Members of UKC Japan care for dogs rescued from inside the exclusion zone, a 20km radius around the crippled Fukushima Daiichi nuclear power plant. (REUTERS)
As regular Boing Boing readers will recall, I traveled to Japan some months back with PBS NewsHour science correspondent Miles O'Brien to produce a series of stories about the aftermath of the March 11 quake/tsunami, and the Fukushima nuclear disaster that followed.
Reuters today published an article about new efforts to save animals abandoned by families forced to flee their homes after the nuclear disaster.
"If left alone, tens of them will die everyday. Unlike well-fed animals that can keep themselves warm with their own body fat, starving ones will just shrivel up and die," said Yasunori Hoso, who runs a shelter for about 350 dogs and cats rescued from the 20-km evacuation zone around the crippled nuclear plant.
The government let animal welfare groups enter the evacuation zone temporarily in December to rescue surviving pets before the severe winter weather set in, but Hoso said there were still many more dogs and cats left in the area.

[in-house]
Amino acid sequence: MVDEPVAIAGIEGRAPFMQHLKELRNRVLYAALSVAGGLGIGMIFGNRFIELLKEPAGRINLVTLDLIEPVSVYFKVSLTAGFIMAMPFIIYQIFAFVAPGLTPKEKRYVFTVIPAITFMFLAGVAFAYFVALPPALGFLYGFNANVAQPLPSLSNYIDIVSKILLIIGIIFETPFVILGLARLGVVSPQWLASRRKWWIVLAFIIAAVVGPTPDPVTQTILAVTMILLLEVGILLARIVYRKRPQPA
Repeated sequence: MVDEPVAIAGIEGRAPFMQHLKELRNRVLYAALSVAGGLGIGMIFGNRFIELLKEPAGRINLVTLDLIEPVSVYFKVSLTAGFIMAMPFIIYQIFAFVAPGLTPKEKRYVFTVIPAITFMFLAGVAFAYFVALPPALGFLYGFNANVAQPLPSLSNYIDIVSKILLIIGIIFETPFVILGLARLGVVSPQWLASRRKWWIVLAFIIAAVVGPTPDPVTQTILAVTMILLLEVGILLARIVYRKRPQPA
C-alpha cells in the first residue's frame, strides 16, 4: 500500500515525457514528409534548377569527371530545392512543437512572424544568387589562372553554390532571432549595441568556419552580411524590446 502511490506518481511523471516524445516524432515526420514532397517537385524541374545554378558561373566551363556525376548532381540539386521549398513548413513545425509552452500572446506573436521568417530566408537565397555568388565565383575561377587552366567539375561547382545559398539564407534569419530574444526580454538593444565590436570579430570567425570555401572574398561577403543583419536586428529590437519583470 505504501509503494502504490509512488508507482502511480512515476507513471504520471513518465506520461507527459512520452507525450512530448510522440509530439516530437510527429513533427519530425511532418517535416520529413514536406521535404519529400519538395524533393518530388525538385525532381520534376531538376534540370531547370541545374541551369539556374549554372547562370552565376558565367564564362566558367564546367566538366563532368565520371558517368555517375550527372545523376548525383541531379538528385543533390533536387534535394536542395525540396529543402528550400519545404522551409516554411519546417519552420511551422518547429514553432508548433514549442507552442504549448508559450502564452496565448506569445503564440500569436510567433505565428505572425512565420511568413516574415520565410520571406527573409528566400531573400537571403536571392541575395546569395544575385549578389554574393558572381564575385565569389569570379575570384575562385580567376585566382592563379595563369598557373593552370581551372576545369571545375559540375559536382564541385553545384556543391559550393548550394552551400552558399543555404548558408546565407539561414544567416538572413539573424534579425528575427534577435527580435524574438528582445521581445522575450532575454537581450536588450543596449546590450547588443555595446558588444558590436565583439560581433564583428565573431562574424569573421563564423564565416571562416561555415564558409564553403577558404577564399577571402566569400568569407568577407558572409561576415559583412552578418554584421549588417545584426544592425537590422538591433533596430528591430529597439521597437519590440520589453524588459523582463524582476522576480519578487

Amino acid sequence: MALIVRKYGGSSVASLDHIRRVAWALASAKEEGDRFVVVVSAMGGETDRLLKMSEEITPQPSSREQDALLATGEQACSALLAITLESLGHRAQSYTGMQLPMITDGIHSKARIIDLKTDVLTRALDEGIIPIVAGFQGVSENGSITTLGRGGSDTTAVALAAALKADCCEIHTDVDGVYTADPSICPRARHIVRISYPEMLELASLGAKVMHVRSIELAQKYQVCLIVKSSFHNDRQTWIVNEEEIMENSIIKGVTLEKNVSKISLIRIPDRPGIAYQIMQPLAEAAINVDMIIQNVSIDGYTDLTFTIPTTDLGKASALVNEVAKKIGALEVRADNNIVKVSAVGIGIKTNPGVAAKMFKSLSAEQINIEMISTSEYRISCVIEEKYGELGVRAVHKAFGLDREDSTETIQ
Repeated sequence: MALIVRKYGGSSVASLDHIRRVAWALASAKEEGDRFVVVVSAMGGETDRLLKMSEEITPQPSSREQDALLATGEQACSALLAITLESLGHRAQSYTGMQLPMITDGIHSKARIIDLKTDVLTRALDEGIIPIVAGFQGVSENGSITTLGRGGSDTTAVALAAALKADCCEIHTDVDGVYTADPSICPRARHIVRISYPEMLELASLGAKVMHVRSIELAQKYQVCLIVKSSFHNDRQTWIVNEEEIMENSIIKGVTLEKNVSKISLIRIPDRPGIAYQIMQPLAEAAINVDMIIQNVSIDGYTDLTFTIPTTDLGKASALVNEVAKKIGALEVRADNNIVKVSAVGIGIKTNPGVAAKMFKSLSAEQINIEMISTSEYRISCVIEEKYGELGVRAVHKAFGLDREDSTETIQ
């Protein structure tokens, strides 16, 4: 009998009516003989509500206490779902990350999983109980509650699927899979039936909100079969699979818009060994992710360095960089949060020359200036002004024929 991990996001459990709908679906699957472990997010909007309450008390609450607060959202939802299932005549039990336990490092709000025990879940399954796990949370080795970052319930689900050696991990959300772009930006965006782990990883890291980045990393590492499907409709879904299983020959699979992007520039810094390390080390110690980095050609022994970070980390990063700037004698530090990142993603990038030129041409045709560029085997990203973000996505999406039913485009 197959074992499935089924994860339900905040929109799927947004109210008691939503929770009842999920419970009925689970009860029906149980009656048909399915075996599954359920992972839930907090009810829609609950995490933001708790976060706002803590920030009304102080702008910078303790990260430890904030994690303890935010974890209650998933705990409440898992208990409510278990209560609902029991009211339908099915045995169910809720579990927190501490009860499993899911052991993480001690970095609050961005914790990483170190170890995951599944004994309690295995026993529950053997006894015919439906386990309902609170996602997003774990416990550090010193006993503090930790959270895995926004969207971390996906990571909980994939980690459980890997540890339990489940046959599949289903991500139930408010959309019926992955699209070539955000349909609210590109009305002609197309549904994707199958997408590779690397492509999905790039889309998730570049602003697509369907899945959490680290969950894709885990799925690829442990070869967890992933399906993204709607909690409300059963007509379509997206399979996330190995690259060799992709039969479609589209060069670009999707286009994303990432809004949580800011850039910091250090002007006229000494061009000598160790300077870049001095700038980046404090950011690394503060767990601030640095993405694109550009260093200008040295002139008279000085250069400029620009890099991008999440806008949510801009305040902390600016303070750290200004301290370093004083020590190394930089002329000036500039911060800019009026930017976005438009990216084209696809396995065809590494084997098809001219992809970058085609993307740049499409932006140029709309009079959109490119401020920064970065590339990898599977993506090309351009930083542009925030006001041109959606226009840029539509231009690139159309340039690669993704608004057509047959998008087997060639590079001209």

"If we cannot go in to take them out, I hope the government will at least let us go there and leave food for them," he said.
Inset: Mr. Hoso, who is also director of the United Kennel Club Japan (UKC Japan), speaks in front of a destroyed house in Namie town, inside the 20km exclusion zone around the Fukushima Daiichi nuclear power plant, January 28, 2012. A photo gallery of more images from their rescue efforts follows (all images: Reuters).
A cow which escaped from a farm is removed from a highway by members of UKC Japan in Namie town, Fukushima prefecture. (REUTERS)
A dog rescued by UKC Japan members is seen inside a cage in Namie town.(REUTERS)
Ashes of cats who died after being rescued from the exclusion zone, in urns at UKC Japan's pet shelter in Samukawa town. (REUTERS)
Dogs rescued by UKC Japan inside the exclusion zone around Fukushima, in cages at the group's pet shelter in Samukawa. (REUTERS)
Dog rescued by UKC Japan from near Fukushima plant, inside a cage at the group's pet shelter in Samukawa. (REUTERS)
Boing Boing editor/partner and tech culture journalist Xeni Jardin hosts and produces Boing Boing's in-flight TV channel on Virgin America airlines (#10 on the dial), and writes about living with breast cancer. Diagnosed in 2011. @xeni on Twitter. email: email@example.com.